Written By: JM
Edited By: Grave Reviews Staff
Director: Adam Wingard
Screenwriter: Simon Barrett
Producer: Jessica Calder, Keith Calder
Date Released: January 17, 2014
Dan Stevens as David Collins
Maika Monroe as Anna Peterson
Brendan Meyer as Luke Peterson
Sheila Kelley as Laura Peterson
Leland Orser as Spencer Peterson
Lance Reddick as Major Richard Carver
Rating = 3/5 Graves
***May contain some spoilers***
David, a soldier who had just returned to America from his last tour, knocks on the door of the Peterson family and introduces himself as a good friend of their son Caleb, who died in combat. Before Caleb died, David promised Caleb that he would take care of his family. Caleb’s mother welcomes David warmly and lets him stay in their house for as long as he needs. However, the longer David stays with the Petersons, the more he shows signs that not only is he possibly unstable, but he may also be someone else entirely. When a body count starts piling up around the Petersons, it’s up to Anna, Caleb’s only sister, to investigate who their house guest really is and what his connection is to these violent murders.
The violence here is quite intense because it is executed in the same manner as an action film. There are two notable scenes of violence among others throughout the film. One is a brutal bar fight that happens so quick and violently that it takes a while for it to sink in. Another is a big shootout with an enjoyable amount of headshots, chests exploding open, and blood splattering everywhere.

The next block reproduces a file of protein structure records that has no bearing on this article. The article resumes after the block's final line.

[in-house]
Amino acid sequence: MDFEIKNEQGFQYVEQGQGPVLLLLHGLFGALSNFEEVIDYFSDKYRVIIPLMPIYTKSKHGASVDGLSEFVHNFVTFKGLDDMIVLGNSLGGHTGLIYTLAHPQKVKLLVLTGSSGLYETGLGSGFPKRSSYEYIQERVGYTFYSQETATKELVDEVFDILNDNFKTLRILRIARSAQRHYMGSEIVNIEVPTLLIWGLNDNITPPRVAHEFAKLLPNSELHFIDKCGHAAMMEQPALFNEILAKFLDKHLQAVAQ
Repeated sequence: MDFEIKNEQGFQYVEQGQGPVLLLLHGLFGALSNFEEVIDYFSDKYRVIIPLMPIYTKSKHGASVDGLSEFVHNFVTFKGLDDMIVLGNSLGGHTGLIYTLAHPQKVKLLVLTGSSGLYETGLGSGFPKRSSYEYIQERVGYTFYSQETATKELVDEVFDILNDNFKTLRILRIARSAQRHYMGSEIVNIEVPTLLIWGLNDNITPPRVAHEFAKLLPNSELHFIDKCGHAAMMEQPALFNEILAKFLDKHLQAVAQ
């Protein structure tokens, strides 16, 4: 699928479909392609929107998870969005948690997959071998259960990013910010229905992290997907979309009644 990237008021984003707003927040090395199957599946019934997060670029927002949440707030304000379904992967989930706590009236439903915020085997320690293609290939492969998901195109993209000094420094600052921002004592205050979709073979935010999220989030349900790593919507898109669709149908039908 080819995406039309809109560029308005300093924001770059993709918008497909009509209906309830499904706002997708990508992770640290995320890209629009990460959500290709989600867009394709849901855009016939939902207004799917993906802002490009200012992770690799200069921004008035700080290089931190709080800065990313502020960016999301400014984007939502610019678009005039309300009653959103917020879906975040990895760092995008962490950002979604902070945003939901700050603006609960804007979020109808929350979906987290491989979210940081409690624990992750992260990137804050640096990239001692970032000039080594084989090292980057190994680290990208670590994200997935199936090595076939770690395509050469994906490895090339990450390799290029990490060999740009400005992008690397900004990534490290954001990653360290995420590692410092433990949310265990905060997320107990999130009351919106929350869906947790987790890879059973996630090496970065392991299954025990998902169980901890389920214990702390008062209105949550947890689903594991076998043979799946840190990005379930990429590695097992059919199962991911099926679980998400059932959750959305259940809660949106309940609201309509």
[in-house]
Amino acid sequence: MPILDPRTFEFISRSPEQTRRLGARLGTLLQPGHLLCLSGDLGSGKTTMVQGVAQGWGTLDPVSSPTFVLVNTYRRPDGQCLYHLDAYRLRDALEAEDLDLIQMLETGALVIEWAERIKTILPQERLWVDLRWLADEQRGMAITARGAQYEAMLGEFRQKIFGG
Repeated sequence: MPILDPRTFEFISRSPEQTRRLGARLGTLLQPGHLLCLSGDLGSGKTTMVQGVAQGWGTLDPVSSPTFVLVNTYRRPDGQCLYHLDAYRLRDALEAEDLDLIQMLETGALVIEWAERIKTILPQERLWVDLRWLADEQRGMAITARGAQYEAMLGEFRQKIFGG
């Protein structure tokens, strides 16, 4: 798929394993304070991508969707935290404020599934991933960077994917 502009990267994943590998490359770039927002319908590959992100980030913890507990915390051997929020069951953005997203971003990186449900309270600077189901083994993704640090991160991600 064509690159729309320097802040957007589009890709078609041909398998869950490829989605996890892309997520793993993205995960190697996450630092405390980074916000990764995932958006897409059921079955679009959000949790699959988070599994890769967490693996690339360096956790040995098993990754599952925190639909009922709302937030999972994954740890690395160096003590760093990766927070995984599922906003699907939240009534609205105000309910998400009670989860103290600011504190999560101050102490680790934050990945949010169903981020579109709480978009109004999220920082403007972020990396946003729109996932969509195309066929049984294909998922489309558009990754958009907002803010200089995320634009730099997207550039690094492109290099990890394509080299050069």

The Grave Review
David would not have worked as the film’s antagonist had he not been played by someone with the looks and demeanor of Dan Stevens. Steven’s character, David is handsome, clean-cut, and has a warm smile who not only would be someone a girl could proudly bring home to meet her parents but also the kind of guy that other guys would like to grab a beer with. This is why when David starts showing just how terrifying he can really be, the level of fear is heightened.
What is nice about this film is that it brings back the old thrills from those 1980s slasher films. When you are watching this film, you are afraid for the life of the killer’s targets but also simultaneously curious about how they’re going to be killed. Beyond the charismatic, clean-cut guy, David is a scary villain that preys on and haunts those that are ultimately weaker than he is. But, it is for the viewer to find out whether David will get away with his misdeeds.
The best moments of The Guest (2014) happen in the last third of the film. The first two-thirds is dedicated to establishing the dynamics of the Peterson family, as well as giving subtle hints as to why David may be someone we couldn’t trust. The film overall is not boring, but once you’ve seen the violent bar-fight scene, you will already be at the edge of your seat waiting for the next surprise. But, the explosive scenes at the end of the film are worth the wait because that is where most of the wild violence occurs.
For the foregoing reasons, Grave Reviews gives The Guest (2014) three graves out of five graves.
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